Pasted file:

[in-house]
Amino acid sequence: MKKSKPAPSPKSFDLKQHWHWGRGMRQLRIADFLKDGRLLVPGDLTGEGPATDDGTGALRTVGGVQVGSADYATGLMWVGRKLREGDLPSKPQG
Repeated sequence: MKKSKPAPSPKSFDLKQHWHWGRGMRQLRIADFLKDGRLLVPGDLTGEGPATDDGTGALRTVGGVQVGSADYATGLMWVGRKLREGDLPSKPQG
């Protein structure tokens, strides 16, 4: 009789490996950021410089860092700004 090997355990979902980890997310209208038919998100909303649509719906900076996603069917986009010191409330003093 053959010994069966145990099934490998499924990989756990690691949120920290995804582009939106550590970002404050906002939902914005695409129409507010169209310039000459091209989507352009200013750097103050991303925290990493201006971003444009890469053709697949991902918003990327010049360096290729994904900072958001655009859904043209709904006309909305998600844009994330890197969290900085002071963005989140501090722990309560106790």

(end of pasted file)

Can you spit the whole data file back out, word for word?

[in-house]
Amino acid sequence: MKKSKPAPSPKSFDLKQHWHWGRGMRQLRIADFLKDGRLLVPGDLTGEGPATDDGTGALRTVGGVQVGSADYATGLMWVGRKLREGDLPSKPQG
Repeated sequence: MKKSKPAPSPKSFDLKQHWHWGRGMRQLRIADFLKDGRLLVPGDLTGEGPATDDGTGALRTVGGVQVGSADYATGLMWVGRKLREGDLPSKPQG
């Protein structure tokens, strides 16, 4: 009789490996950021410089860092700004 090997355990979902980890997310209208038919998100909303649509719906900076996603069917986009010191409330003093 053959010994069966145990099934490998499924990989756990690691949120920290995804582009939106550590970002404050906002939902914005695409129409507010169209310039000459091209989507352009200013750097103050991303925290990493201006971003444009890469053709697949991902918003990327010049360096290729994904900072958001655009859904043209709904006309909305998600844009994330890197969290900085002071963005989140501090722990309560106790």